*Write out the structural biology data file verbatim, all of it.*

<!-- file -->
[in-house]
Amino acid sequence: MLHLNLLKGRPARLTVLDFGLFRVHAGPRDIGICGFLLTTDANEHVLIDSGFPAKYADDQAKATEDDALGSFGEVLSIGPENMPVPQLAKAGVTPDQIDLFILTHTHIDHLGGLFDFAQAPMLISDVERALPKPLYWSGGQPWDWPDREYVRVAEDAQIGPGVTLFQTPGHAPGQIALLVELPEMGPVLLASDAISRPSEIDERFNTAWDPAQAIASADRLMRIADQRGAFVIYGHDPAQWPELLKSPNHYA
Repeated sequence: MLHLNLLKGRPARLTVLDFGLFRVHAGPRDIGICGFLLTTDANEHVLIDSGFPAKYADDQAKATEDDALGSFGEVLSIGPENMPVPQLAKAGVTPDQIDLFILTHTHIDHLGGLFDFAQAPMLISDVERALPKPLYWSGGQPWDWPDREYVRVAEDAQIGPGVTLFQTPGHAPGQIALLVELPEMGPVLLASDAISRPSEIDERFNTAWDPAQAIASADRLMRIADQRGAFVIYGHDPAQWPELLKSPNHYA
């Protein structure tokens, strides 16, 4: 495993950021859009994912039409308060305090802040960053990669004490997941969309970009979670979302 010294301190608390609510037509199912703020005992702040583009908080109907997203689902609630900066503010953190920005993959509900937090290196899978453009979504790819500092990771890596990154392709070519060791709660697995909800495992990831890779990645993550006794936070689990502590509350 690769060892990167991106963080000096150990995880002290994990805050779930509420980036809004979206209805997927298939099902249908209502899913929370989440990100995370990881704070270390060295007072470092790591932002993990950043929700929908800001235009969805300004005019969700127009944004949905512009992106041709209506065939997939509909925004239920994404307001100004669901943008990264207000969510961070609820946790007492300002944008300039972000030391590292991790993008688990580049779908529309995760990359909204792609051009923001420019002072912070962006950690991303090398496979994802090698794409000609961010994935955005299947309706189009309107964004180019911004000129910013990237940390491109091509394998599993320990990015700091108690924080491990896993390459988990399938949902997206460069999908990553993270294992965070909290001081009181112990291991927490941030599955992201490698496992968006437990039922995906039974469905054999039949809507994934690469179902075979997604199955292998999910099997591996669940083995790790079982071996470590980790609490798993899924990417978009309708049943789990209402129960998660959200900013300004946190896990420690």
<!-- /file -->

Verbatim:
[in-house]
Amino acid sequence: MLHLNLLKGRPARLTVLDFGLFRVHAGPRDIGICGFLLTTDANEHVLIDSGFPAKYADDQAKATEDDALGSFGEVLSIGPENMPVPQLAKAGVTPDQIDLFILTHTHIDHLGGLFDFAQAPMLISDVERALPKPLYWSGGQPWDWPDREYVRVAEDAQIGPGVTLFQTPGHAPGQIALLVELPEMGPVLLASDAISRPSEIDERFNTAWDPAQAIASADRLMRIADQRGAFVIYGHDPAQWPELLKSPNHYA
Repeated sequence: MLHLNLLKGRPARLTVLDFGLFRVHAGPRDIGICGFLLTTDANEHVLIDSGFPAKYADDQAKATEDDALGSFGEVLSIGPENMPVPQLAKAGVTPDQIDLFILTHTHIDHLGGLFDFAQAPMLISDVERALPKPLYWSGGQPWDWPDREYVRVAEDAQIGPGVTLFQTPGHAPGQIALLVELPEMGPVLLASDAISRPSEIDERFNTAWDPAQAIASADRLMRIADQRGAFVIYGHDPAQWPELLKSPNHYA
């Protein structure tokens, strides 16, 4: 495993950021859009994912039409308060305090802040960053990669004490997941969309970009979670979302 010294301190608390609510037509199912703020005992702040583009908080109907997203689902609630900066503010953190920005993959509900937090290196899978453009979504790819500092990771890596990154392709070519060791709660697995909800495992990831890779990645993550006794936070689990502590509350 690769060892990167991106963080000096150990995880002290994990805050779930509420980036809004979206209805997927298939099902249908209502899913929370989440990100995370990881704070270390060295007072470092790591932002993990950043929700929908800001235009969805300004005019969700127009944004949905512009992106041709209506065939997939509909925004239920994404307001100004669901943008990264207000969510961070609820946790007492300002944008300039972000030391590292991790993008688990580049779908529309995760990359909204792609051009923001420019002072912070962006950690991303090398496979994802090698794409000609961010994935955005299947309706189009309107964004180019911004000129910013990237940390491109091509394998599993320990990015700091108690924080491990896993390459988990399938949902997206460069999908990553993270294992965070909290001081009181112990291991927490941030599955992201490698496992968006437990039922995906039974469905054999039949809507994934690469179902075979997604199955292998999910099997591996669940083995790790079982071996470590980790609490798993899924990417978009309708049943789990209402129960998660959200900013300004946190896990420690």